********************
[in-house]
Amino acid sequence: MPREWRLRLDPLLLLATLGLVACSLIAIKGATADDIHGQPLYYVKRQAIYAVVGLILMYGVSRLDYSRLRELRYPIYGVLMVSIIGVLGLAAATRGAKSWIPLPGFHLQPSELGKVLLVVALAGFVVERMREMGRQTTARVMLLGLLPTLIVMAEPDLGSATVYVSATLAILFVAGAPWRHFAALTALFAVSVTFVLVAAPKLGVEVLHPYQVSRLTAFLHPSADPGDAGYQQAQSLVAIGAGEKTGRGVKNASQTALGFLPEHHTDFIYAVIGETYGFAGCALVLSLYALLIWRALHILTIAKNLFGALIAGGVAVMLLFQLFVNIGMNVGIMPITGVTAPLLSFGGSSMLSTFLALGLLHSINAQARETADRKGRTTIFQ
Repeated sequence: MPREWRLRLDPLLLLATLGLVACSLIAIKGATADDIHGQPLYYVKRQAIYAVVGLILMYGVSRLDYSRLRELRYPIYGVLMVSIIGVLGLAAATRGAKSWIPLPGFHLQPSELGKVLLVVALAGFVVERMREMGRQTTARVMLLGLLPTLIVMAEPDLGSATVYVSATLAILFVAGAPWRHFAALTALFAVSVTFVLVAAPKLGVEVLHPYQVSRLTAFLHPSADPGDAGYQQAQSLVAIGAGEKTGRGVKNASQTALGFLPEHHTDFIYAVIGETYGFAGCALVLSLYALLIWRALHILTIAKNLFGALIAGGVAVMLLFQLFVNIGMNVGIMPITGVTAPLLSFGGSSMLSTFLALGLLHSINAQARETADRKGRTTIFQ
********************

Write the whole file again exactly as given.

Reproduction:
[in-house]
Amino acid sequence: MPREWRLRLDPLLLLATLGLVACSLIAIKGATADDIHGQPLYYVKRQAIYAVVGLILMYGVSRLDYSRLRELRYPIYGVLMVSIIGVLGLAAATRGAKSWIPLPGFHLQPSELGKVLLVVALAGFVVERMREMGRQTTARVMLLGLLPTLIVMAEPDLGSATVYVSATLAILFVAGAPWRHFAALTALFAVSVTFVLVAAPKLGVEVLHPYQVSRLTAFLHPSADPGDAGYQQAQSLVAIGAGEKTGRGVKNASQTALGFLPEHHTDFIYAVIGETYGFAGCALVLSLYALLIWRALHILTIAKNLFGALIAGGVAVMLLFQLFVNIGMNVGIMPITGVTAPLLSFGGSSMLSTFLALGLLHSINAQARETADRKGRTTIFQ
Repeated sequence: MPREWRLRLDPLLLLATLGLVACSLIAIKGATADDIHGQPLYYVKRQAIYAVVGLILMYGVSRLDYSRLRELRYPIYGVLMVSIIGVLGLAAATRGAKSWIPLPGFHLQPSELGKVLLVVALAGFVVERMREMGRQTTARVMLLGLLPTLIVMAEPDLGSATVYVSATLAILFVAGAPWRHFAALTALFAVSVTFVLVAAPKLGVEVLHPYQVSRLTAFLHPSADPGDAGYQQAQSLVAIGAGEKTGRGVKNASQTALGFLPEHHTDFIYAVIGETYGFAGCALVLSLYALLIWRALHILTIAKNLFGALIAGGVAVMLLFQLFVNIGMNVGIMPITGVTAPLLSFGGSSMLSTFLALGLLHSINAQARETADRKGRTTIFQ